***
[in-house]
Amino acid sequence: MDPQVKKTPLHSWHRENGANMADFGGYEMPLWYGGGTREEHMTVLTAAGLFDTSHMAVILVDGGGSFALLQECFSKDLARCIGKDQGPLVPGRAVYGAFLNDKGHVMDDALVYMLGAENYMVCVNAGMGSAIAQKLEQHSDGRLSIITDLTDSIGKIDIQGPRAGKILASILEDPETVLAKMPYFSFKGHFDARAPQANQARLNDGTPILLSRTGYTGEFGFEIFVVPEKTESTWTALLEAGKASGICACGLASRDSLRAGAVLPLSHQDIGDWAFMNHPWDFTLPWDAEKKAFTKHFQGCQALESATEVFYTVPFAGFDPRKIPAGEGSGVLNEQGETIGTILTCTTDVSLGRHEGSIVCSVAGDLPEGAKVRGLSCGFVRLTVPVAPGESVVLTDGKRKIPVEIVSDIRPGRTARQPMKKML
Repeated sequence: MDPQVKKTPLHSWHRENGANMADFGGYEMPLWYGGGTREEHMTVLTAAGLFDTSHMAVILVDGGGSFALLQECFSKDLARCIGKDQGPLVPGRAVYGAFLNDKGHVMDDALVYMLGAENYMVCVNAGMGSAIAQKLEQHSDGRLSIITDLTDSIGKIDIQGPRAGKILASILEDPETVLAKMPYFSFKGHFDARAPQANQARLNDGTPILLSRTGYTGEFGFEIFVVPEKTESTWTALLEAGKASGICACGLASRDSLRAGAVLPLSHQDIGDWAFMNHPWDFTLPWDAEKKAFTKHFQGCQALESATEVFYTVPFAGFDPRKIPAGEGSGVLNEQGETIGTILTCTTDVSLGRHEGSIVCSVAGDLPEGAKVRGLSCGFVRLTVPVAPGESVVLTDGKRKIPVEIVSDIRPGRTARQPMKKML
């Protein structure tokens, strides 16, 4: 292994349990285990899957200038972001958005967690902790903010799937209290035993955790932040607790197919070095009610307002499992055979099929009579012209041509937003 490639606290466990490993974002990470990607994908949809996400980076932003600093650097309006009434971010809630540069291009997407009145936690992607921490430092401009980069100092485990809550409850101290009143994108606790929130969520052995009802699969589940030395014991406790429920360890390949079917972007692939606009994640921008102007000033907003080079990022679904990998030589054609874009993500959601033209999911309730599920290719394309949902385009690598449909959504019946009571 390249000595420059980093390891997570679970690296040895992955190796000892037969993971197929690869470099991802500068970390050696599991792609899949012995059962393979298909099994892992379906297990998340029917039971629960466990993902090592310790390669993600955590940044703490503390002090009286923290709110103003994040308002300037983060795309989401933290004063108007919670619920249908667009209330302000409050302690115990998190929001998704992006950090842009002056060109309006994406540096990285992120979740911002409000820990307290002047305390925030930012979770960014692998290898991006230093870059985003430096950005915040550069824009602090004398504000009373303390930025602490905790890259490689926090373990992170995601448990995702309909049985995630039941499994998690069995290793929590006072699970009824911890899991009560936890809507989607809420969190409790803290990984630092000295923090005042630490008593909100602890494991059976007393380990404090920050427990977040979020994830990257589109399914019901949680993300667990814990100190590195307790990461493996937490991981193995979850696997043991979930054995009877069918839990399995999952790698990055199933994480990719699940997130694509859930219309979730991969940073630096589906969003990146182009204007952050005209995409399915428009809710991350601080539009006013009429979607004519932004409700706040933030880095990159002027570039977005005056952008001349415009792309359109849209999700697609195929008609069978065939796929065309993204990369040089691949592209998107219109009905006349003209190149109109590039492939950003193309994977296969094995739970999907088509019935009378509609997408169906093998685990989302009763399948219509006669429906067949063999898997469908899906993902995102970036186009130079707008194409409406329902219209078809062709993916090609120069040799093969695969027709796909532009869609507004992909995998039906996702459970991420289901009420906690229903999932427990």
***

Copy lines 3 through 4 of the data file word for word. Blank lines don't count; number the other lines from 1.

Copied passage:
Repeated sequence: MDPQVKKTPLHSWHRENGANMADFGGYEMPLWYGGGTREEHMTVLTAAGLFDTSHMAVILVDGGGSFALLQECFSKDLARCIGKDQGPLVPGRAVYGAFLNDKGHVMDDALVYMLGAENYMVCVNAGMGSAIAQKLEQHSDGRLSIITDLTDSIGKIDIQGPRAGKILASILEDPETVLAKMPYFSFKGHFDARAPQANQARLNDGTPILLSRTGYTGEFGFEIFVVPEKTESTWTALLEAGKASGICACGLASRDSLRAGAVLPLSHQDIGDWAFMNHPWDFTLPWDAEKKAFTKHFQGCQALESATEVFYTVPFAGFDPRKIPAGEGSGVLNEQGETIGTILTCTTDVSLGRHEGSIVCSVAGDLPEGAKVRGLSCGFVRLTVPVAPGESVVLTDGKRKIPVEIVSDIRPGRTARQPMKKML
């Protein structure tokens, strides 16, 4: 292994349990285990899957200038972001958005967690902790903010799937209290035993955790932040607790197919070095009610307002499992055979099929009579012209041509937003 490639606290466990490993974002990470990607994908949809996400980076932003600093650097309006009434971010809630540069291009997407009145936690992607921490430092401009980069100092485990809550409850101290009143994108606790929130969520052995009802699969589940030395014991406790429920360890390949079917972007692939606009994640921008102007000033907003080079990022679904990998030589054609874009993500959601033209999911309730599920290719394309949902385009690598449909959504019946009571 390249000595420059980093390891997570679970690296040895992955190796000892037969993971197929690869470099991802500068970390050696599991792609899949012995059962393979298909099994892992379906297990998340029917039971629960466990993902090592310790390669993600955590940044703490503390002090009286923290709110103003994040308002300037983060795309989401933290004063108007919670619920249908667009209330302000409050302690115990998190929001998704992006950090842009002056060109309006994406540096990285992120979740911002409000820990307290002047305390925030930012979770960014692998290898991006230093870059985003430096950005915040550069824009602090004398504000009373303390930025602490905790890259490689926090373990992170995601448990995702309909049985995630039941499994998690069995290793929590006072699970009824911890899991009560936890809507989607809420969190409790803290990984630092000295923090005042630490008593909100602890494991059976007393380990404090920050427990977040979020994830990257589109399914019901949680993300667990814990100190590195307790990461493996937490991981193995979850696997043991979930054995009877069918839990399995999952790698990055199933994480990719699940997130694509859930219309979730991969940073630096589906969003990146182009204007952050005209995409399915428009809710991350601080539009006013009429979607004519932004409700706040933030880095990159002027570039977005005056952008001349415009792309359109849209999700697609195929008609069978065939796929065309993204990369040089691949592209998107219109009905006349003209190149109109590039492939950003193309994977296969094995739970999907088509019935009378509609997408169906093998685990989302009763399948219509006669429906067949063999898997469908899906993902995102970036186009130079707008194409409406329902219209078809062709993916090609120069040799093969695969027709796909532009869609507004992909995998039906996702459970991420289901009420906690229903999932427990």